A UNITED States and Russian-brokered ceasefire brought relative calm to parts of Syria for the first time in years yesterday, despite numerous breaches of the agreement.
The war against the Islamic State group continued as the extremists attacked a northern border town. Syrian state television also reported that several shells had hit residential areas of the capital, Damascus.
IS – which is not party to the ceasefire – launched several attacks after the truce went into effect, including on the northern town of Tal Abyad, on the border with Turkey, and at least one suicide bombing in central Syria.
The ceasefire went into effect across Syria at midnight, marking the most ambitious international attempt yet to reduce violence in the devastating conflict, which has seen more than 250,000 people killed, about one million wounded and created Europe’s worst refugee crisis since the Second World War.
The Syrian government and 97 rebel and militant groups said they will abide by the ceasefire.
The truce also excludes al-Qaeda’s branch in Syria, known as the Nusra Front.
Syria’s state-run news agency said that “terrorist groups” entrenched in Jobar and Douma, two opposition-held Damascus suburbs, fired on residential areas.
Rebel groups also said they have registered numerous violations by government forces across the country that could threaten the agreement.
Lieutenant Colonel Fares al-Bayoush, commander of the 1,300-strong Fursan al-Haq Brigade, a US-backed rebel faction, said that his group and others affiliated with the mainstream Free Syrian Army are so far abiding by the truce.
“If they continue with these violations we will be forced to retaliate accordingly,” he said. He added, however, that the ceasefire has sharply reduced government attacks across northern Syria, where his group is based.
A co-ordination centre at the Hemeimeem air base in Syria’s coastal province of Latakia, where Russian warplanes are based, has 61 officers who negotiate with groups willing to join the ceasefire and co-ordinate aid deliveries.
According to Syrian state media, IS launched two suicide attacks near the central town of Salamiyeh, one on an army checkpoint that killed two and wounded four. The second car bomb was destroyed by Syrian troops before reaching a military post, state TV said.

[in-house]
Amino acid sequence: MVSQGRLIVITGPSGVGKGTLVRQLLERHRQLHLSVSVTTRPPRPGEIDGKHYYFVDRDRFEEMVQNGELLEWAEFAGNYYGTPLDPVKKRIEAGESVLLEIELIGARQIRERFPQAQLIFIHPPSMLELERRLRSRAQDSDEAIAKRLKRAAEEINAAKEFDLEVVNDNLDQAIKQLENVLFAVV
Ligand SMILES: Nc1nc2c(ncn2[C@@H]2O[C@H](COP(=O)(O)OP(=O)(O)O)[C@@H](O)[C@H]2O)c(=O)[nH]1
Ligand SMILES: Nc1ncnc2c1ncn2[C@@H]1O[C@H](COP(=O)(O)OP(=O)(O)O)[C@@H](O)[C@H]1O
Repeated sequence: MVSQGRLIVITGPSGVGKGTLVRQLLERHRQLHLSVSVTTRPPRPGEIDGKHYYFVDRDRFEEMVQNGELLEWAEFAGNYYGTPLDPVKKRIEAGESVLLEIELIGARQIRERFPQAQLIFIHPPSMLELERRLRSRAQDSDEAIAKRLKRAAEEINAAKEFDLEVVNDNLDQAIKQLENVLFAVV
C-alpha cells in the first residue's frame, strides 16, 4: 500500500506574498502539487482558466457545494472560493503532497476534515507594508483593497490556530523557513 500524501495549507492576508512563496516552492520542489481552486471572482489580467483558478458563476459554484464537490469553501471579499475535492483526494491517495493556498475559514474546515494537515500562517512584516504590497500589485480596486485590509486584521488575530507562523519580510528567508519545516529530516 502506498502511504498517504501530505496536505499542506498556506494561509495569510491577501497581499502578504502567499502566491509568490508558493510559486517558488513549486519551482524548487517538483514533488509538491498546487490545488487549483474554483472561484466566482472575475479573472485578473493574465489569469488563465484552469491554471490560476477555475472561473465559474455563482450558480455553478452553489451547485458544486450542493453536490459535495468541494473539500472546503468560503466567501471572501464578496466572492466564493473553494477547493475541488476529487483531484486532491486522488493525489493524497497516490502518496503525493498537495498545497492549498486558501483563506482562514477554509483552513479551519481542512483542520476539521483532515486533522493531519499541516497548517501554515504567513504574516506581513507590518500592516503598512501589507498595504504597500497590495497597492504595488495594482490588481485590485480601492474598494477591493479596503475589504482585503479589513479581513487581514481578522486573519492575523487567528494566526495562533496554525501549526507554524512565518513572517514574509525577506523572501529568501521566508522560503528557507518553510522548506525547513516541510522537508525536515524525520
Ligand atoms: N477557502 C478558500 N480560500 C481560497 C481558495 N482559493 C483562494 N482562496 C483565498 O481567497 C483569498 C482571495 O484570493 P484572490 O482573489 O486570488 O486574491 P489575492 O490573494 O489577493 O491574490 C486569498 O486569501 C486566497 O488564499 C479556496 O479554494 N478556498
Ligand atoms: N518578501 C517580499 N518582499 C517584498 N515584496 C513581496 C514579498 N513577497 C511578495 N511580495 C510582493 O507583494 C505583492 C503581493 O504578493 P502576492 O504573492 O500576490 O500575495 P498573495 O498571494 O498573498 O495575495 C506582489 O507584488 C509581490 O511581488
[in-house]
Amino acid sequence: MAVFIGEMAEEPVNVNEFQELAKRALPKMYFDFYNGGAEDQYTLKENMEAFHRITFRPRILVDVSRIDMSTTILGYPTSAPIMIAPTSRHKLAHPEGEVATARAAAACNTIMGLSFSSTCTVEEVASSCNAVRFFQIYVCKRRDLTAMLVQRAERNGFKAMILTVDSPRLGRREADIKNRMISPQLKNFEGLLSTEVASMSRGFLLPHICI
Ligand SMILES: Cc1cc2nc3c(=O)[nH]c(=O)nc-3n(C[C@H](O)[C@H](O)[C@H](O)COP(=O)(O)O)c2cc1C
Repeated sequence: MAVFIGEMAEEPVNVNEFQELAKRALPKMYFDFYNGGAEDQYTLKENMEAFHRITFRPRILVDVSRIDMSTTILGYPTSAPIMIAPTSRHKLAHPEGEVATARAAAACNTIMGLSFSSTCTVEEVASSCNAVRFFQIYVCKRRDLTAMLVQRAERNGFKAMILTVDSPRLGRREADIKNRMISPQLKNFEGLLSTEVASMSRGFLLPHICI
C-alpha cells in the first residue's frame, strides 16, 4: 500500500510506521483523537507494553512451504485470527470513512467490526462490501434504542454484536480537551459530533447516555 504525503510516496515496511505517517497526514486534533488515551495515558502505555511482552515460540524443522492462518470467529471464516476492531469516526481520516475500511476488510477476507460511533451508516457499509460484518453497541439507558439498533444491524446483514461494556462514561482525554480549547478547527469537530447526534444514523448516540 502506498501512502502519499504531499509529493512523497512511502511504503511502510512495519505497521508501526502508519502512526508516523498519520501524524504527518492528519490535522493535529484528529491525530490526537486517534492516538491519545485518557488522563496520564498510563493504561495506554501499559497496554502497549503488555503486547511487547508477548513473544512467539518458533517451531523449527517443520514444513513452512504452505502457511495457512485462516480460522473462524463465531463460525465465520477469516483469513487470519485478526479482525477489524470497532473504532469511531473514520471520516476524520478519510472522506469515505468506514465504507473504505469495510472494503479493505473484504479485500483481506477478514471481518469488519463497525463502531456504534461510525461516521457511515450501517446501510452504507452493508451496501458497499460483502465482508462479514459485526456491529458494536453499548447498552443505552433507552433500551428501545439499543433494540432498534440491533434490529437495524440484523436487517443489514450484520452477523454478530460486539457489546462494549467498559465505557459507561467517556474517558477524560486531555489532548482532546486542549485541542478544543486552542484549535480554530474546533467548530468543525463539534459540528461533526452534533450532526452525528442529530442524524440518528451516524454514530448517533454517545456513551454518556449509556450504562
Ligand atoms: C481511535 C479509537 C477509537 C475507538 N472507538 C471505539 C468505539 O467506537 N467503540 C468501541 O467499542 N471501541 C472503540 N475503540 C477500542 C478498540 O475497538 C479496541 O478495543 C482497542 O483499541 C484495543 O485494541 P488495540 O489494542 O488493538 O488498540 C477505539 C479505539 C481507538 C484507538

The IS-affiliated Aamaq news agency said the group claimed responsibility for the blasts in the area, where most residents belong to the Ismaili branch of Shiite Islam. The Sunni extremist IS views Shiites as heretics.
In the north, IS fighters attacked the border town of Tal Abyad and the nearby village of Suluk, which were captured several months ago by Kurdish fighters, according to a Syrian rebel official.
Battles have continued for five days in the strategic area near the road that links Aleppo with central and western Syria. State TV said Syrian warplanes attacked oil tanker trucks belonging to IS in the eastern province of Deir el-Zour.
However, in southern Syria, the situation was “calm” yesterday, according to opposition activist Ahmad al-Masalmeh, who is based in the southern city of Daraa.
Calm also prevailed in large parts of the central province of Homs, according to Mohammed al-Sibai, who is based in the province.
He said: “The situation yesterday was very bad and fighting was intense. Then it was like a football match. People were excited and once the referee blew his whistle all the noise stopped.”
Meanwhile, Germany has declared Syrian and Iraqi passports issued in territory controlled by IS to be invalid.
The measure was taken less than a month after French police found Syrian passports on the bodies of two men involved in the 13 November terrorist attacks in Paris.
Security services believe IS seized large numbers of blank passports and related equipment when they captured Deir el-Zour, Raqqa and al-Hasaka in Syria, and Mosul and Anbar province in Iraq.